Plaquemines Parish, LA
21.St. Bernard Parish
St. Bernard is a scenic, historical region just 5 miles from New Orleans. The waterfront area is surrounded by the beautiful Breton Sound, Mississippi River and Lake Borgne. Known as New Orleans’ “most historic neighbor,” St. Bernard was the first area to be settled by Spanish colonists in 1778, and where the War of 1812 came to an end. Learn more about the history at the Chalmette Battlefield, the historic Beauregard Courthouse, and the Los Islenos Museum and Village. Enjoy nature, fishing and bird watching at the 40 Arpent Wetlands Observatory and St. Bernard State Park. Annual events include the Battle of New Orleans Commemoration in January, March’s Los Islenos Festival, and the Blessing of the Fleet in August.
St. Bernard Parish, LA
Louisiana’s Shell Beach is just an hour’s drive from New Orleans and among the most beautiful beaches in the state. Located in the Lafourche Parish, the beach is found along Lake Borgne, an inland lagoon formed by the Gulf of Mexico. The quiet beach is a favorite of bird watchers who come to see both native and migrating birds. Summer offers swimming opportunities, or visitors can get out on the water year round by renting a boat. Fishing in Lake Borgne is among the best in the area. The protected waters make it a good spot for redfish. Charters can be arranged through several nearby outfitters.
Shell Beach, LA 70085
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Located where Lake Pontchartrain meets the Gulf of Mexico, Slidell is a coastal village adjacent to a deepwater straight. The area is the perfect destination for water sports and outdoor recreation, be it aboard a kayak, canoe, sailboat, or fishing charter. Take a Honey Island Swamp Tour, enjoy a Pearl River Eco Tour, or go fishing with a guide. Visit any of the six area Farmer’s Markets, and enjoy fresh seafood straight from the Gulf. Just 20 minutes across the water from New Orleans, Slidell feels worlds away with a charming Old Towne, antique shops, restaurants, and simple ambience.
Slidell, LA 70461
24.The Great River Road
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The Great River Road is a National Scenic Byway that passes alongside the Mississippi River outside of Baton Rouge, traveling through Plantation Country and many of Louisiana’s most significant historic areas. Historic plantations along the route include the Lara Plantation: Louisiana’s Creole Heritage Site in Vacherie. The living history museum focuses on the lives of slaves at the four-generation plantation, and offers guided and self-guided walking tours. Also in Vacherie is the 19th century Oak Alley Plantation, now a restaurant and inn offering sugarcane plantation tours. The Houmas House in Darrow is surrounded by 38 acres of gardens. Edgard’s Evergreen Plantation is among the most intact, with 22 slave cabins still standing.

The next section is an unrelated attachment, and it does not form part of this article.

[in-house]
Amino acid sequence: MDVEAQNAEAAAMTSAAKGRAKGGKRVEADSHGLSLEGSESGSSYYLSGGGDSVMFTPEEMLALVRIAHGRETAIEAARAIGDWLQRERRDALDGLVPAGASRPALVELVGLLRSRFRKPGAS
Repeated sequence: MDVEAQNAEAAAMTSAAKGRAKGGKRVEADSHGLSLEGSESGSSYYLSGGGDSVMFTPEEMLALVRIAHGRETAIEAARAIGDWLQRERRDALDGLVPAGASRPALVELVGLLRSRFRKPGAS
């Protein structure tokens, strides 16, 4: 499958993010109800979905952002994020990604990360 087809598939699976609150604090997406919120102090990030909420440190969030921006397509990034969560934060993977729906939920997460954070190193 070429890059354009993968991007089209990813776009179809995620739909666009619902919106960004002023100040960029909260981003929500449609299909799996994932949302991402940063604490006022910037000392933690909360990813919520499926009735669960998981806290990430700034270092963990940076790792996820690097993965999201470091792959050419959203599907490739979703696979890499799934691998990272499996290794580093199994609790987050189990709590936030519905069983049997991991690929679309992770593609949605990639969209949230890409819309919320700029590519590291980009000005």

Plantation Country, LA
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At the northern end of Cajun country is Louisiana’s Ville Platte. The agricultural area was founded by a member of Napoleon’s cavalry, and the equestrian history is remembered today with the unique Louisiana Tournoi, an annual tournament where riders on horseback lance gold rings as they race around a track. The tournament takes place each year in early autumn closely followed by the Louisiana Cotton Festival. For shopping and dining, visit the town’s historic district, which is located along the El Camino Real. Enjoy the outdoors at the Chicot State Park, which offers varying terrain of cypress swamps, rolling hills and woodlands.
Ville Platte, LA 70586
25 Best Day Trips from New Orleans, Louisiana (Small Towns, Beaches)
- Lake Charles, Photo: Anthony/stock.adobe.com
- Gulfport, MS, Photo: Fotoluminate LLC/stock.adobe.com
- Abita Springs, Photo: Gecko Studio/stock.adobe.com
- Atchafalaya Natural Heritage Area, Photo: Jaynes Gallery_DanitaDelimont.com/stock.adobe.com
- Avery Island, Photo: CheriAlguire/stock.adobe.com
- Baton Rouge, Photo: Klaus Nowottnick/stock.adobe.com
- Bayou St. John, Photo: rmbarricarte/stock.adobe.com
- Bush, Photo: Mikkel H. Petersen/stock.adobe.com
- De Soto National Forest, Photo: Steven/stock.adobe.com
- Global Wildlife Center, Photo: Daniel Meunier/stock.adobe.com
- Grand Isle, Photo: jenniveve84/stock.adobe.com
- Honey Island Swamp, Photo: white_bcgrd/stock.adobe.com
- Houma, Photo: Mosto/stock.adobe.com
- Jean Lafitte National Historic Park and Preserve, Photo: Patrick/stock.adobe.com
- Stennis Space Center, Photo: RobertCoy/stock.adobe.com
- Lafayette, Photo: raulbaena/stock.adobe.com
- Mandeville, Photo: volgariver/stock.adobe.com
- Mississippi River, Photo: hstiver/stock.adobe.com
- Mobile, AL, Photo: Fotoluminate LLC/stock.adobe.com
- Plaquemines Parish, Photo: Aleksei/stock.adobe.com
- St. Bernard Parish, Photo: Jacob/stock.adobe.com
- Shell Beach, Photo: markasia/stock.adobe.com
- Slidell, Photo: George Howard/stock.adobe.com
- The Great River Road, Photo: Zina Seletskaya/stock.adobe.com
- Ville Platte, Photo: Irina K./stock.adobe.com
- Cover Photo: SeanPavonePhoto/stock.adobe.com